I have connected to my spiritual guides. My connection to the God of my understanding has kept me sane. I do pray. I do ask for guidance. I do often speak out loud when I am in awe of the sunset or grateful, I found something I had been looking for. When I had days of darkness, I knew it was time to reconnect with morning prayers. I taught a class on expressing gratitude more for myself than for those who were watching me on Facebook live. In gratitude is a way to begin the day. In gratitude and appreciations for this new day of possibilities sets the tone for my mind and soul. I am grateful. I give thanks. I have a partner in this business of living a life-in isolation with Marley. No one has been in my home since this began. All my groceries are delivered and anything I need comes from amazon prime. This is life. I just do not know who I can trust to enter and be less than six feet from me.

    I have been able to go to the pool in my over 55 community. There is a limit of 10 people allowed in the pool at one time. I was hesitant at first and then let it just be. We wear a mask when outside of the water. I did wear a face shield at first. I have let that go so I can just breathe and appreciate the exercise in the pool. I speak to neighbors about whatever. Nothing deep. Nothing awe inspiring. Yet I decided to speak to at least one live person each day. Here I am, Hi ney ni.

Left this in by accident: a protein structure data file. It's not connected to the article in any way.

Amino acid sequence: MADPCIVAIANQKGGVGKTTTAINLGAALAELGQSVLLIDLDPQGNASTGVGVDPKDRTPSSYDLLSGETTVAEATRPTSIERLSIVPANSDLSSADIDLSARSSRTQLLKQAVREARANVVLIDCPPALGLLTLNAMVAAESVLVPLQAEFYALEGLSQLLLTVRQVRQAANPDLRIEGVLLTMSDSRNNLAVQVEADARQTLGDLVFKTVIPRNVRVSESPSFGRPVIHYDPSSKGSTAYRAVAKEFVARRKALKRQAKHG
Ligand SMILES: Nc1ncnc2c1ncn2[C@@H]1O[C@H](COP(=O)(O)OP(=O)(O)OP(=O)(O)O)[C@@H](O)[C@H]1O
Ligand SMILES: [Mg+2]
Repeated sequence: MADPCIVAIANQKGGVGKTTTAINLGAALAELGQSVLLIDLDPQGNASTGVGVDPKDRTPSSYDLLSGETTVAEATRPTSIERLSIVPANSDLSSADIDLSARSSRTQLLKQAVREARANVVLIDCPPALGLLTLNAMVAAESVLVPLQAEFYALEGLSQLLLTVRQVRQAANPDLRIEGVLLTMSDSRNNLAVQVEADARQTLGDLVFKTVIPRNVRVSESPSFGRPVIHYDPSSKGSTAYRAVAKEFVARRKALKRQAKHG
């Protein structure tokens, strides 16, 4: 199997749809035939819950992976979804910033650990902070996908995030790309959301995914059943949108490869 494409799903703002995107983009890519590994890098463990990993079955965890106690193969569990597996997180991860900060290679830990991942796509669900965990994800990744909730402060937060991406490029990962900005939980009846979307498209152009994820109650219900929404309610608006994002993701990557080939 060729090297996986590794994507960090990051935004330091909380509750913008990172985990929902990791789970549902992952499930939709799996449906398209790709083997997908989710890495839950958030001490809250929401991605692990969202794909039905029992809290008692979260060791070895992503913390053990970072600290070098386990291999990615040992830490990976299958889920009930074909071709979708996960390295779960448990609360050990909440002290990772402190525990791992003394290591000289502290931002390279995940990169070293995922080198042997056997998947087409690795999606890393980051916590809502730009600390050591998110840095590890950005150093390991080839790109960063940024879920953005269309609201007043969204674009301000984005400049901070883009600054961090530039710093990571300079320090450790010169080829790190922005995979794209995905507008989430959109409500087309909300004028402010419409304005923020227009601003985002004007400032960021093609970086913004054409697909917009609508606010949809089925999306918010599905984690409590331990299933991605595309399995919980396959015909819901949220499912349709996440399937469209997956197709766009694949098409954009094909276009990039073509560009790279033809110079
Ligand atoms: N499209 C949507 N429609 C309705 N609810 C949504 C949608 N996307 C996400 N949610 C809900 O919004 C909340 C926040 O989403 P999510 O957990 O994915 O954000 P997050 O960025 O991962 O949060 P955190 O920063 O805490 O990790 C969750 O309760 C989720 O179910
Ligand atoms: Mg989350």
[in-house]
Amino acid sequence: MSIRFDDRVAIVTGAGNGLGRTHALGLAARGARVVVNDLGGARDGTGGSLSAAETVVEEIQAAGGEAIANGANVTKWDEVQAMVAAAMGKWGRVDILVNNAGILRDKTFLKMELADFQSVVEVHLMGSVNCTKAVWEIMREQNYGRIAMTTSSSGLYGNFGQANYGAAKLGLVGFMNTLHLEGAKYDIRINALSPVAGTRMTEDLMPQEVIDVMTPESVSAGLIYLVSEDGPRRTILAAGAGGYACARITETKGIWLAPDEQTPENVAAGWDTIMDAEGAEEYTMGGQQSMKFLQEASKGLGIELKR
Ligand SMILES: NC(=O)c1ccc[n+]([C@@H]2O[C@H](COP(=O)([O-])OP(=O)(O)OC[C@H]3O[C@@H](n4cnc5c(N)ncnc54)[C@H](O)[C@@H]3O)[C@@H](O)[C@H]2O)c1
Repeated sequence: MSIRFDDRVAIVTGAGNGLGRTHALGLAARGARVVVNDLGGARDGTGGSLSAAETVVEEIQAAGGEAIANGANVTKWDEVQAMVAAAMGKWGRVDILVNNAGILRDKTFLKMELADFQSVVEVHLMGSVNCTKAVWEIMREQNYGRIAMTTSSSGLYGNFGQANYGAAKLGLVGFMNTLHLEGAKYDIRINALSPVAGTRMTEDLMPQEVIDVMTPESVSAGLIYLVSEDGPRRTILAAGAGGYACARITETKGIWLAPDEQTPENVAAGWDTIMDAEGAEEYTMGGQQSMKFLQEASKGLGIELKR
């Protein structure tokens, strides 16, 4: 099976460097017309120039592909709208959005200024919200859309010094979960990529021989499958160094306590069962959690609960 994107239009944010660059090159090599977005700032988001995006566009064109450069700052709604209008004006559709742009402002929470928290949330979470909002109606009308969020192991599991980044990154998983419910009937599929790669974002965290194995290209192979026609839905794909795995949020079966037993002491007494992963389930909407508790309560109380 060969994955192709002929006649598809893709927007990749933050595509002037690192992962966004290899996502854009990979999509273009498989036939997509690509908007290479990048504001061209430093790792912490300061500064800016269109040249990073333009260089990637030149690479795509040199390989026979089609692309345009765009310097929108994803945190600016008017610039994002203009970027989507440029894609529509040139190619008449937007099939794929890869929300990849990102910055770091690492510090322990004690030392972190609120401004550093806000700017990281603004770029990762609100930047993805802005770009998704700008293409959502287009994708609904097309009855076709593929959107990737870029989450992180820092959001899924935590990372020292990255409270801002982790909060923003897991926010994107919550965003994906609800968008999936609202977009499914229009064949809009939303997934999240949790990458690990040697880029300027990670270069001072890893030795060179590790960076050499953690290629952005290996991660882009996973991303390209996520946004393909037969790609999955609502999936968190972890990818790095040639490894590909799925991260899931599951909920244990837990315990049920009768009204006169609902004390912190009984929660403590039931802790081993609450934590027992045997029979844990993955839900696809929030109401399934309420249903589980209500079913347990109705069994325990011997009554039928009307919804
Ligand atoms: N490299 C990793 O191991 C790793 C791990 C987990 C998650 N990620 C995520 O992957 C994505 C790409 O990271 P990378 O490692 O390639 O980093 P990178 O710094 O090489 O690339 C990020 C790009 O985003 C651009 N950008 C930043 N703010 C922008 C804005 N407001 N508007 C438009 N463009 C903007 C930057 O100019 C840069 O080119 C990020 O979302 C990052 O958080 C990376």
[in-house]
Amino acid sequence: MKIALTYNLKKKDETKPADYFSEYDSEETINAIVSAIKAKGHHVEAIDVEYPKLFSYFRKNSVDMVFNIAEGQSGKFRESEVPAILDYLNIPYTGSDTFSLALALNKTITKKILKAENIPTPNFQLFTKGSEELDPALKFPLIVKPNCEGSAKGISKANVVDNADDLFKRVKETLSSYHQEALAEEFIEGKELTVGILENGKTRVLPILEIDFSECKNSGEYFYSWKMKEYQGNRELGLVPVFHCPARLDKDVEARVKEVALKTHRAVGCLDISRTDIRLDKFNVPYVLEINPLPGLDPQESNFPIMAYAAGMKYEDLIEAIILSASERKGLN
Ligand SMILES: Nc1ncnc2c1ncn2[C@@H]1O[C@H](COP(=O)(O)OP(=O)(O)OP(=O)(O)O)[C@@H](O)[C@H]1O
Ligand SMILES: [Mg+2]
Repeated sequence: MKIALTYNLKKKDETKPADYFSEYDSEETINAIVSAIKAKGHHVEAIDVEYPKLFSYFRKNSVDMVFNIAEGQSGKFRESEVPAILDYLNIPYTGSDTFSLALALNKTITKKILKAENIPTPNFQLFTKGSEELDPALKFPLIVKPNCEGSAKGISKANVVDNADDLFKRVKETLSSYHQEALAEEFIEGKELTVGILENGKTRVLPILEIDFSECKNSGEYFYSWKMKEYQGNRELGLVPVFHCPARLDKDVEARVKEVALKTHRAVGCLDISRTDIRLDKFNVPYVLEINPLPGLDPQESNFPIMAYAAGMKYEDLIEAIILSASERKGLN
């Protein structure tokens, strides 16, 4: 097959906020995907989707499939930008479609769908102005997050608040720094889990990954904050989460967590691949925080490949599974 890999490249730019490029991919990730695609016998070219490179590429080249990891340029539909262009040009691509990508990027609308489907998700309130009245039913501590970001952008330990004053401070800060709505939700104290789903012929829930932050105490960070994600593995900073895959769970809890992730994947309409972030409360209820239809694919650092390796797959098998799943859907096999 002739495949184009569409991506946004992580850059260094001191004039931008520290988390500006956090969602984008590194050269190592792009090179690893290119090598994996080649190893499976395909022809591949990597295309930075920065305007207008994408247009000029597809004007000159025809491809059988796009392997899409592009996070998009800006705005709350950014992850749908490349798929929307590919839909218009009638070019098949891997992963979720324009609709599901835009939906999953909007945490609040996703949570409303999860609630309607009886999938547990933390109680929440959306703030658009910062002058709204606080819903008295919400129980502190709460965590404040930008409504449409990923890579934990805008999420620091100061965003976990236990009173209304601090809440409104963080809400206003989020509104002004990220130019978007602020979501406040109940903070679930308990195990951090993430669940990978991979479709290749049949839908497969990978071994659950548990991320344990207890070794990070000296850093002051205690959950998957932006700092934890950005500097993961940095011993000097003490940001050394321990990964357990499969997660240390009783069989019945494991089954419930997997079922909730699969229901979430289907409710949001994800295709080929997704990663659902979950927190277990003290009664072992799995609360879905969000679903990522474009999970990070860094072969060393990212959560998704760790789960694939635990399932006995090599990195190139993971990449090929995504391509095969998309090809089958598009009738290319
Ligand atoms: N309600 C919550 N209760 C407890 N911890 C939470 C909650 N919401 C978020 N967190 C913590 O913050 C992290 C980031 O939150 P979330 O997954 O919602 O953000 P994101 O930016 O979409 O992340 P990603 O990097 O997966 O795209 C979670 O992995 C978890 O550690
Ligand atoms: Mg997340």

No one person has been my go-to. I speak with my son, David. He lives in Santa Cruz and has room mates to share with. He has been growing his garden and shows me his plants. In the beginning he was the one telling me what to listen and what to ignore. He was the source for some kind of truth at the begin of the shutdown. Now he is off Facebook. He just told me he feels better not watching the insanity. He wants me to stay safe. He makes sure I have everything I need. I feel blessed that he has become such a wise young man at the age of 34. I feel I did a good job of being his mother. And so it is.